Skip to main content

Here are Argentina’s COVID-19 hotspots

This article was published on The Essential on June 4th.

By | [email protected] | June 13, 2020 11:00am

coronazzzznacg2 NOTICIAS ARGENTINAS BAIRES, JUNIO 1:Una anciana es trasladada por personal del SAME debido a síntomas que activaron el Protocolo de manejo de casos COVID-19.FOTO NA: DAMIAN DOPACIO.zzzz
Share

The Essential has dropped its paywall on some of its content related to the coronavirus. To help keep relevant reporting possible, please become a subscriber. Click here to see The Essential’s prices and sign up!


Much is being said lately on the irregular spread of the COVID-19 pandemic through Argentina, with some provinces almost fully re-opened while Buenos Aires fears the rise in cases could lead to a public health collapse. The following graphs paint a fuller picture.

As the maps show, most of the country’s recent cases (data is from the last week of May) have taken place in a very small chunk of Argentine territory: Buenos Aires City and the Greater BA area, with the capital posting by far the highest number of cases per million people, followed by Southern Greater BA and other outskirts of the city, all of which have more cases than any other province bar Chaco…

Infographic: Argentina’s COVID-19 hotspots

By | | June 4, 2020 5:04pm

coronaNoticias Argentinas
Share

Much is being said lately on the irregular spread of the COVID-19 pandemic through Argentina, with some provinces almost fully re-opened while Buenos Aires fears the rise in cases could lead to a public health collapse. The following graphs paint a fuller picture:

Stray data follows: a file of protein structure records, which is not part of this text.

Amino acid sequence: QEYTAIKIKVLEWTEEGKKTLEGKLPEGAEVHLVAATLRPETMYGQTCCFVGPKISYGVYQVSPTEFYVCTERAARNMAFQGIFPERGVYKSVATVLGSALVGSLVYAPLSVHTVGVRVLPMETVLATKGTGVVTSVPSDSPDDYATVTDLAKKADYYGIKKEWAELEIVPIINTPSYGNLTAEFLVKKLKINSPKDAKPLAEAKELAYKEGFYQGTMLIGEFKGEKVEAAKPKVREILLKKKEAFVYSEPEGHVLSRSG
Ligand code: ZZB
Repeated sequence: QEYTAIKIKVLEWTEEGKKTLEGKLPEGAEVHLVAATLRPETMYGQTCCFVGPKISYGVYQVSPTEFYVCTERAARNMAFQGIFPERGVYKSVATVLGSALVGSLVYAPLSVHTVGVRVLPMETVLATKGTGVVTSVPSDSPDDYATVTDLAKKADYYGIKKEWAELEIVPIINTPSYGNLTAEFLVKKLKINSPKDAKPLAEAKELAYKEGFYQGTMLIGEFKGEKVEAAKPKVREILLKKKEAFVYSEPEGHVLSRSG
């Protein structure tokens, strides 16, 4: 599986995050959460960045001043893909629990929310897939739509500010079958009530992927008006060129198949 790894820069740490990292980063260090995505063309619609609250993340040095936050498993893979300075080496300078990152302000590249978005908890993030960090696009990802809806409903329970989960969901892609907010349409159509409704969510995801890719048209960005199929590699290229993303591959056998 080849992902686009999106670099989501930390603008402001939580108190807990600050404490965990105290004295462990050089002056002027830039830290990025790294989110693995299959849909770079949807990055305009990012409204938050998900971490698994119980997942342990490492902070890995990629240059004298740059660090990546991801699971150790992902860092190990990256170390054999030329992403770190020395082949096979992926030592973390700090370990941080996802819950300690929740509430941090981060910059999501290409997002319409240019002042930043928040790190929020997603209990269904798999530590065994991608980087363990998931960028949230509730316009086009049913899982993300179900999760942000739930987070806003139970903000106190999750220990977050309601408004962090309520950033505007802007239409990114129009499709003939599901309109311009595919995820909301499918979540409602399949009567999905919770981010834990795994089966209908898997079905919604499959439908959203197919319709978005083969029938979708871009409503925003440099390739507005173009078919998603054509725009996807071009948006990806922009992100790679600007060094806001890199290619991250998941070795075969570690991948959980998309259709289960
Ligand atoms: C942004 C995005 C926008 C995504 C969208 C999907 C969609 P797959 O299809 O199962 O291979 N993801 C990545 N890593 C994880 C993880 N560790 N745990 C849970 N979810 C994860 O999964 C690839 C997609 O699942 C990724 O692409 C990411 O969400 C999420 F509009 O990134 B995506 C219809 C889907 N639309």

As the maps show, most of the country’s recent cases (data is from the last week of May) have taken place in a very small chunk of Argentine territory: Buenos Aires City and the Greater BA area, with the capital posting by far the highest number of cases per million people, followed by Southern Greater BA and other outskirts of the city, all of which have more cases than any other province bar Chaco.

The fact that the southern part of Greater BA now has more cases than the northern (and generally richer) suburbs suggests that the disease is starting to move to poorer regions, even though the relatively richer city is still in the lead.

But middle and upper class regions should not feel the worst has already passed for them: on the contrary, the latest Buenos Aires City data breakdown shows that, after thorough testing and isolation in the most affected slums of the city, duplication times are now slower in slums than in other neighborhoods. Daily total COVID-19 cases are once again higher in the rest of the city than in slums, and also growing in absolute terms, so authorities will probably think twice before announcing any easing on restrictions this weekend.